For some reason, my sister’s stupid school gave her a homework to solve a peculiar sudoku puzzle for extra credits. it’s pretty annoying, and she just couldn’t figure it out, so I was now up for the task.
There is no way I’m gonna waste time solving a sudoku, but what I will do is sharpen those programming blades of mine… Anyways, enough about me, and more about the actual problem.
Sudoku Pie, Literally
You get my point now.
First, I have already written a stupid sudoku solver that uses backtracking, but it didn’t work at all. So, instead of wasting time on that idea, I decided to first try my luck!
Going over all the empty slots, calculate the possible entries for each slot, then simply fill the slots randomly till the puzzle is solved!
Pretty stupid and shitty code, but I had limited time, and I just wanted to run anything. I ran that code on all 8 cores, and it still didn’t yield a result after a few hours of crunching.. Seemed like not a feasible solution :(
I actually solved it on my second attempt, by just scratching my head a bit, and figuring out why this random generator was so bad.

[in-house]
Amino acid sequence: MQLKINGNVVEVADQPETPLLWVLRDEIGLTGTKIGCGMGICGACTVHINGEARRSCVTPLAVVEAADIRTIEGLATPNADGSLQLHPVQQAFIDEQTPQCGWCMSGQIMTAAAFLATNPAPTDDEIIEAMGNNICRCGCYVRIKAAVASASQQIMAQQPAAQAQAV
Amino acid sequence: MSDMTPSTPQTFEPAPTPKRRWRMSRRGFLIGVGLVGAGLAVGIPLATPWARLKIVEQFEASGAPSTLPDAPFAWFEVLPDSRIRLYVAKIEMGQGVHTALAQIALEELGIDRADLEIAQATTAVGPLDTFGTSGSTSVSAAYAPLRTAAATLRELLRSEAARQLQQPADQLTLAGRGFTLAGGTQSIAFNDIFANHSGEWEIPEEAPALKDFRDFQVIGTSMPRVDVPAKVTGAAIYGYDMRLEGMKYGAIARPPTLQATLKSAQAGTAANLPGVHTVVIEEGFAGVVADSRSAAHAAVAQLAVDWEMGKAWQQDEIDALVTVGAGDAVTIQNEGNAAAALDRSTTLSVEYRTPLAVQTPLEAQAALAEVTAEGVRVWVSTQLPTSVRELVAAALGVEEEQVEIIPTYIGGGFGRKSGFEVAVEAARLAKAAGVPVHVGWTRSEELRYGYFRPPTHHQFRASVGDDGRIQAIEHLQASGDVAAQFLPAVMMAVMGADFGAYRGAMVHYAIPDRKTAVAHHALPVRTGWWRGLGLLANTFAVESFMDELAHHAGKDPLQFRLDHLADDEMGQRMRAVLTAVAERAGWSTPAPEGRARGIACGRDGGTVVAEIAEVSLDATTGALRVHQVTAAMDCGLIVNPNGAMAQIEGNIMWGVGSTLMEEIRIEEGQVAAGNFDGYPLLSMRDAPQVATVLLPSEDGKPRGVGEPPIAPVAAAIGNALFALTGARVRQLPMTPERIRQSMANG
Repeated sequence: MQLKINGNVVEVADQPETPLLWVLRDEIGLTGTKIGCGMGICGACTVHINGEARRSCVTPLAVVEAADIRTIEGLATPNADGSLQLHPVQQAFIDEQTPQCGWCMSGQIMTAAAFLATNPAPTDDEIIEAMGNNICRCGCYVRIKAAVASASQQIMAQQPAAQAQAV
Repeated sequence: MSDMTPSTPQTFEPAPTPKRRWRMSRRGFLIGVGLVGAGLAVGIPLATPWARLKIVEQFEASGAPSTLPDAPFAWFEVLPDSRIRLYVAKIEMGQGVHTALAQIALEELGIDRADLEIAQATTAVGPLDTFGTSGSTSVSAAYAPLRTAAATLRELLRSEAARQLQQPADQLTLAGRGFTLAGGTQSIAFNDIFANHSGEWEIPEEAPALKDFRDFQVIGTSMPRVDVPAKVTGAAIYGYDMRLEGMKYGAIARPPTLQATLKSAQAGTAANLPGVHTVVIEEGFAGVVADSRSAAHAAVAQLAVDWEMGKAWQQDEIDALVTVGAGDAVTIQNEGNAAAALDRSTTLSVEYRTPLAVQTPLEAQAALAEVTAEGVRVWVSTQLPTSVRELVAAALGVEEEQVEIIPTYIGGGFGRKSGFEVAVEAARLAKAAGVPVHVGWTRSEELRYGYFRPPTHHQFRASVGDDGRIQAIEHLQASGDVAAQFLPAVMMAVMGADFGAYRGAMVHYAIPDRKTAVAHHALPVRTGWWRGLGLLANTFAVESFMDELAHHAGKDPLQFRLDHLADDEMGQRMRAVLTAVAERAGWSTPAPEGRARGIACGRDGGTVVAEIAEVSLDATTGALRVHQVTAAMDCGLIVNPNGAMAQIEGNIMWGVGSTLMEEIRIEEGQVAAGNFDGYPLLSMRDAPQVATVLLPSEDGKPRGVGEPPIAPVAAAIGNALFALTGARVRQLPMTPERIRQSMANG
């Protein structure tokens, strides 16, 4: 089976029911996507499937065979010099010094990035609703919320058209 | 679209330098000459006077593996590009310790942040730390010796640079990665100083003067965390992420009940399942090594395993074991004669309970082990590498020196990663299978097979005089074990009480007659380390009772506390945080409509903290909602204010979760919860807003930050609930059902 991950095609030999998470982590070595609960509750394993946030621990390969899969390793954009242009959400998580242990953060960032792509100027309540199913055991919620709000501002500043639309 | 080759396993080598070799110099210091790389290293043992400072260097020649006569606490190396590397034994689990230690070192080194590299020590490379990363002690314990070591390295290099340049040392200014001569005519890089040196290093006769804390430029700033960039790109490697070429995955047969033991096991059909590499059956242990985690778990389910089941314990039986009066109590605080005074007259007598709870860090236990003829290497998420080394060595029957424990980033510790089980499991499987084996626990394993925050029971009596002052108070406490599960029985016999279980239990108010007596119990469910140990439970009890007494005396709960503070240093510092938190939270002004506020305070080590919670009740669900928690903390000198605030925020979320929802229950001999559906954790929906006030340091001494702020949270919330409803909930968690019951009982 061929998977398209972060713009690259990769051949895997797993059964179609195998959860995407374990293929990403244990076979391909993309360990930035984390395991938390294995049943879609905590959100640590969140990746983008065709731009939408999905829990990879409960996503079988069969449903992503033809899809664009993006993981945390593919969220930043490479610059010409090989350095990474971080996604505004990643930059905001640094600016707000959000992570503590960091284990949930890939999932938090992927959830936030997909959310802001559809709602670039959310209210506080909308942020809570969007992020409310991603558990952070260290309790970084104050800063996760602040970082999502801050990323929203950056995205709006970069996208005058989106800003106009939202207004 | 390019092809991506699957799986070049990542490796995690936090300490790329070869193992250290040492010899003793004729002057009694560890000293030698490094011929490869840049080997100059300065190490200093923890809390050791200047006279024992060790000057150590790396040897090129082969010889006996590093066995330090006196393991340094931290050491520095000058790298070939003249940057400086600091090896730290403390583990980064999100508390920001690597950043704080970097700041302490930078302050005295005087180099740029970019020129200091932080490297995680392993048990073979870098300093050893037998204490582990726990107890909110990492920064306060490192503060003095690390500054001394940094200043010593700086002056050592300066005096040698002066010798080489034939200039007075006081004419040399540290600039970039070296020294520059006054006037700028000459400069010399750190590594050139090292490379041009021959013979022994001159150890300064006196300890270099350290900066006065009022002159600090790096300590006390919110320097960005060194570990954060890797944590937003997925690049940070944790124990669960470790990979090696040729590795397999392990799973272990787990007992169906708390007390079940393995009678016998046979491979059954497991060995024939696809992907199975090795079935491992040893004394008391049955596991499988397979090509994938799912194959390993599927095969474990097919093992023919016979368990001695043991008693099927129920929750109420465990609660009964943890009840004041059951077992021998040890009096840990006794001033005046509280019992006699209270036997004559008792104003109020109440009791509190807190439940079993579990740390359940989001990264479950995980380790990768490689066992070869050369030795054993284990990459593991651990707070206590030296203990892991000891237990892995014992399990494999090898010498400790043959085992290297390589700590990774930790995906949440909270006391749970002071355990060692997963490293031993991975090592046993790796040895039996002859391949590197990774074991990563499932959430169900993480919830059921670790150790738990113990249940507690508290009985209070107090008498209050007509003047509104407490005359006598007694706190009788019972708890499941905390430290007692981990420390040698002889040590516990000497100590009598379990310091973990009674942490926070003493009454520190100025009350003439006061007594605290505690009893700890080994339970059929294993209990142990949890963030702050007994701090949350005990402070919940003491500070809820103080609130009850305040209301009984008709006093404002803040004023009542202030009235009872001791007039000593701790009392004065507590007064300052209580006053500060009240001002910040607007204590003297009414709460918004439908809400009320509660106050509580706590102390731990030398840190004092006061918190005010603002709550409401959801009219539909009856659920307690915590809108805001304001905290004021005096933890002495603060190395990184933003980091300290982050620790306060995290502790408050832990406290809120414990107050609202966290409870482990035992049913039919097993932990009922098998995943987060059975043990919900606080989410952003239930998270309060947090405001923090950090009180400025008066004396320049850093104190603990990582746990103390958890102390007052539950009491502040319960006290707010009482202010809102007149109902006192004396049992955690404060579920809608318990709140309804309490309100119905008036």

It is really bad because once it picks a solution for a slot, it should update the other affected slots that this recently picked number is taken! That should cut down the iterations, I thought.
It was fairly simple to write this… First, by seeing the puzzle, all slots in the same color share a pool of possible numbers. It is the same for all slots. Then, the slots on the same ring share a pool themselves. For each slot, the possible numbers is the intersection of both.
With that in mind, just create these two pools, and for each slot, intersect the color pool with the ring pool that the slot is on, and now we have the reduced possible numbers!
Once you pick a number for the slot, remove it from both pools, and continue your loop. As simple as that.
The beauty here is that we don’t have to check the board each time, which further speeds up the process, since if we run out of possible values for a slot, that is a flag for us that we need to restart.
What really helped in this case, is that there is more than one solution! So, the random isn’t looking for a single answer among billions.
That solver is really fast, runs in under 500 ms, and the problem is solved!